By Benjamin Wolf, Contributing Editor
When looking at the 2020 electoral map of Pennsylvania, a state that Biden carried by 80,000 votes, we see a snapshot of our current political moment. Of the state’s 67 counties, only 12 voted in favor of Joe Biden. Included in those counties were the heavily populated cities of Philadelphia and Pittsburgh, along with their surrounding suburbs. The remaining 55 counties, mostly rural, went in favor of Donald Trump. Other states saw similar results in 2020, and many of the rural and urban counties throughout the country voted in similar fashion to 2016. The political divide of urban and rural is increasing nationwide, and Pennsylvania is no exception.
In reviewing census data for each county in Pennsylvania, we were able to identify several stark differences that separated the rural counties for Trump and urban counties for Biden. The average median age of counties favoring Donald Trump was 44 years old, six years older than the median of counties favoring Biden, whose residents averaged an age of 39. Trump counties also saw their populations decreasing at an average rate of -3.16 while Biden counties saw their rate increasing at 2.04 year over year from 2010-2019.In terms of racial demographics, counties favoring Trump tended to be much more homogenous. On average, the populations of counties favoring Trump were roughly 91% white compared to Biden’s 77%. Trump counties also had over 50% of residents self-categorizing as male compared to 49.02% for Biden counties.
Another area where differences were evident was educational attainment. Trump rural counties, on average, had lower high school graduation rates and were far less likely to hold a college degree than Biden urban counties, with 20% less residents earning bachelor’s or post-graduate degrees. Trump counties were also far more likely to only speak one language (predominantly English), while Biden counties were more likely to speak one or more languages other than English. This difference in educational attainment may play some part in the difference in each county’s median income, as Biden counties averaged approximately $15,000 per household more than Trump counties.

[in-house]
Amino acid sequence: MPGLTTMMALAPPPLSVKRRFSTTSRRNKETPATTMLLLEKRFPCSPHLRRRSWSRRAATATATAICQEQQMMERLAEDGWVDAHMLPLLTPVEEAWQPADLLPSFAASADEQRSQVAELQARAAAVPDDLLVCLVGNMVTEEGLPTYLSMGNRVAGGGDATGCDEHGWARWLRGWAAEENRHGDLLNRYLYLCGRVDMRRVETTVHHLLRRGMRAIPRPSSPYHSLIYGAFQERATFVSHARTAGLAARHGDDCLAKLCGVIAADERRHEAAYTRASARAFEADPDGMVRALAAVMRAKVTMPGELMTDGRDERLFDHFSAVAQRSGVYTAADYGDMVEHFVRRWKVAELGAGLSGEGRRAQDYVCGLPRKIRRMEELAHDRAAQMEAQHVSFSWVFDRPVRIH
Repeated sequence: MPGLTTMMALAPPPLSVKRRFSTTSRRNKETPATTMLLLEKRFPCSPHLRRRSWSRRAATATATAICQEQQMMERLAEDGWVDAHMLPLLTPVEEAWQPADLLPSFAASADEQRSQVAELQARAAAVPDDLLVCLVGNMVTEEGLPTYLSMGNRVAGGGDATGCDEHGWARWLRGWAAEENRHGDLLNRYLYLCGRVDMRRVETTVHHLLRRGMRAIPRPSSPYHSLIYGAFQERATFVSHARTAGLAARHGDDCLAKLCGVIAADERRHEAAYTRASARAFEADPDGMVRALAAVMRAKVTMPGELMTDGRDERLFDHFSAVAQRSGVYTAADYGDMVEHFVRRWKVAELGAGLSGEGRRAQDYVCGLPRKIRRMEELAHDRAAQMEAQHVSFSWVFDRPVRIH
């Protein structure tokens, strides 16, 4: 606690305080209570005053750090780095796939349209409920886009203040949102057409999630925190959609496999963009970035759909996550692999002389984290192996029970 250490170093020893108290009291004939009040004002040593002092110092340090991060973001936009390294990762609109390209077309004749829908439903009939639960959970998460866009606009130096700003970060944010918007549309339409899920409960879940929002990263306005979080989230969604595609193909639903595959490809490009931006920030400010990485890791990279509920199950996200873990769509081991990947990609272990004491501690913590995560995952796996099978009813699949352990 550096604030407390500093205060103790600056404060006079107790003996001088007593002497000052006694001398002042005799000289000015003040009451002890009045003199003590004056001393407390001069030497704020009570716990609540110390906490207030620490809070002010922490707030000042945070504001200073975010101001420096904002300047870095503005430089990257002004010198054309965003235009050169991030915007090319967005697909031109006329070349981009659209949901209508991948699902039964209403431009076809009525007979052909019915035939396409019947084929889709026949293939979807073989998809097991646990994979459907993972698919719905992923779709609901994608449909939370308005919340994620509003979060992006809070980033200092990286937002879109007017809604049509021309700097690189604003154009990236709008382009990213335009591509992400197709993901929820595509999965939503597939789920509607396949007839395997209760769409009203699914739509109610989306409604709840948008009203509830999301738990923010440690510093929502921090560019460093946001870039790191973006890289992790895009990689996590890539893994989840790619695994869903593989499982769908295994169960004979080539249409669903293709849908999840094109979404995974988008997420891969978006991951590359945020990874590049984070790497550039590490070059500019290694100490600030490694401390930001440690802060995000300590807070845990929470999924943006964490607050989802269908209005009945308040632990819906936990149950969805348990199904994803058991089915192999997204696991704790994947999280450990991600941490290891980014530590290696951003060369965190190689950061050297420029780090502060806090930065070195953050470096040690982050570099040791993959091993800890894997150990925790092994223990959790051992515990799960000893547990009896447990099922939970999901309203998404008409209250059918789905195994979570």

Although there is much that divides us, including our geographic locations, Americans see eye-to-eye on many issues. A Pew Research study on the political views of rural, suburban, and urban Americans found that, across all community types, people saw issues such as drug addiction, affordable housing, access to jobs, public infrastructure, and poverty as major problems. The issue of poverty stands out due to how it affects several of the other key issue areas, and is especially important when we consider that 2020 saw the largest single year increase in poverty rates in American history due to the COVID-19 pandemic. Couple this with the fact that wages for most Americans, outside of the top 1% of earners, have barely grown, and in some cases decreased, over the past two decades.
Whether we come from dense metropolises or small towns; Americans are struggling. By recognizing our collective struggles and pushing for tangible changes to address them, we may begin to take steps towards empathizing with one another and, eventually, reconciling our differences.
If you are interested in bridging the divides in your own community, learning more about national organizations like Urban Rural Action is a great way to start. Urban Rural Action works by bringing community members together from both urban and rural areas, and then getting them to communicate and collaborate together to implement projects that offer mutual benefits to each group. A core component to their program is to make sure community members understand the merits of having difficult conversations with people from different social and political backgrounds.
For information on how everyday citizens in Pennsylvania are working together to solve local problems in a post-election world, we recommend this article from one of our contributors on The Starvos Niarchos Foundation (SNF) Paideia Program at University of Pennsylvania.